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Iran's Chief Prosecutor Says Jailed Writer 'Confessed'

Ramin Jahanbegloo (file photo) (Fars) August 17, 2006 -- Tehran's "Kargozaran" (Executives) pro-reform newspaper today quoted Iran's chief prosecutor as saying jailed writer Ramin Jahanbegloo has confessed to pursuing a peaceful regime change in the country.

Prosecutor-General Qorbanali Dori-Najafabadi reportedly said Jahanbegloo admitted to plotting a "velvet revolution" and apologized for his "mistakes."

Jahanbegloo was detained on April 27 on unspecified security charges. Friends and colleagues have said they fear he could be under pressure to make forced confessions.

Rights groups both inside and outside Iran have called for Jahanbegloo's release.

A Canadian-Iranian philosopher educated in France and the United States, Jahanbegloo has written about and lectured on democracy in Iran.

More recently, he challenged President Mahmud Ahmadinejad's denial of the Holocaust.


Ramin Jahanbegloo

Ramin Jahanbegloo

Ramin Jahanbegloo speaking in Tehran in 2004 (AFP)

THE FOURTH WAVE: In late April, it was announced that the Iranian authorities had arrested noted intellectual RAMIN JAHANBEGLOO. Jahanbegloo is a professor of philosophy in Iran and Canada and is the author of more then 20 books, including "Moje Chaharom" ("The Fourth Wave"). In November 2004, Radio Farda correspondent Fatemeh Aman interviewed Jahanbegloo about the current generation of Iranian intellectuals and its distinctive features.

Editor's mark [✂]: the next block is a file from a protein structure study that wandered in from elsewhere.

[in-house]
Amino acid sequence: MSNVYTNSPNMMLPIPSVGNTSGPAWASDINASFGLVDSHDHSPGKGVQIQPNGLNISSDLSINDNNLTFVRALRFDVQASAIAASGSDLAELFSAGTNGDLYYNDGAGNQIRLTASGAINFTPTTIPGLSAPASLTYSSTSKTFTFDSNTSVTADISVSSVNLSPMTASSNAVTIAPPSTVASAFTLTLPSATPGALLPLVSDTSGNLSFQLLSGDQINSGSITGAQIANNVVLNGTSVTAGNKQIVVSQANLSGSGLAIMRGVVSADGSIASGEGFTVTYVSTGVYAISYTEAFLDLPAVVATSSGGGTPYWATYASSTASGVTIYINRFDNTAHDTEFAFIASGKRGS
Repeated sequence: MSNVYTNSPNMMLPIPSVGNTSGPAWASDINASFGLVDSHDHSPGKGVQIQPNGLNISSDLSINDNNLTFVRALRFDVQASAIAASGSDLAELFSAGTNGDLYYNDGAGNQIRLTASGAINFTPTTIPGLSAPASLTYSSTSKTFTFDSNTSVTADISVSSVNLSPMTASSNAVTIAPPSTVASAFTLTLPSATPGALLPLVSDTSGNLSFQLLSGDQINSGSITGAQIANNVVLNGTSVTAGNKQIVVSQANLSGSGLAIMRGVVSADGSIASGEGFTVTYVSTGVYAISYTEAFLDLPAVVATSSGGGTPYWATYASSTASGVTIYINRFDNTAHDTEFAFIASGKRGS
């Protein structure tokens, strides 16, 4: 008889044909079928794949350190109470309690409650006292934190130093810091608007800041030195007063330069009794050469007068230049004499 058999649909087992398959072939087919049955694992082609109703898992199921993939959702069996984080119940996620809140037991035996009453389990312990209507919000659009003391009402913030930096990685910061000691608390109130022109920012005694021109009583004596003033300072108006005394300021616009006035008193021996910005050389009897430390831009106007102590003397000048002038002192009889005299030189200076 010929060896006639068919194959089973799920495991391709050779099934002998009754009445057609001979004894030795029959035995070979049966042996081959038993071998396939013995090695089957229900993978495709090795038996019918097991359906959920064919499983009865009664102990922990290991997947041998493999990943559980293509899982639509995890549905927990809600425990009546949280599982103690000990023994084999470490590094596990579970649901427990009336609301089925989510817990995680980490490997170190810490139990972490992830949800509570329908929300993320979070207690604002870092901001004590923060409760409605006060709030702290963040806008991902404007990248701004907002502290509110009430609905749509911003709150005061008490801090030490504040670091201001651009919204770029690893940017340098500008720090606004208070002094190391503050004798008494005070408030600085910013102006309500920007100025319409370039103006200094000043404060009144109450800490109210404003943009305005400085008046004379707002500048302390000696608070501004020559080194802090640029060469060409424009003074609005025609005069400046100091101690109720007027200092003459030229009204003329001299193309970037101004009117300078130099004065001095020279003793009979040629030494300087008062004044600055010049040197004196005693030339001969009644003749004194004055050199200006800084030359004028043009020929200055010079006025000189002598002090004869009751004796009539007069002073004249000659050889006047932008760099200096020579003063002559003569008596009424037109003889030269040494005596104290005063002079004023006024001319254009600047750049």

Radio Farda: It seems that in your book you see a unique status and mission for the fourth generation in the process of progress and democratization in Iran. Why is that and what are the most important characteristics of this generation of intellectuals?

Ramin Jahanbegloo: The fourth generation is distinct from former ones for several reasons. First this is a democratically minded generation that cares about democratic values. This generation has a political approach toward these values and, importantly, it is heavily colored by the active presence of women. The other distinct feature of this generation is its belief in modernity. This modernity is not an imitation one, but rather is based on discourse. If in the past many thought they can become modern by imitating the Western way of life, today's intellectuals know that the real route to modernity is by understanding the modern world in the West and channeling this thought process into social, cultural, and political institutions....(more)


Rights Advocate Calls Scholar's Arrest A Troubling Sign

Rights Groups Demand Scholar's Release

Iranian Activists Fear Looming Crackdown


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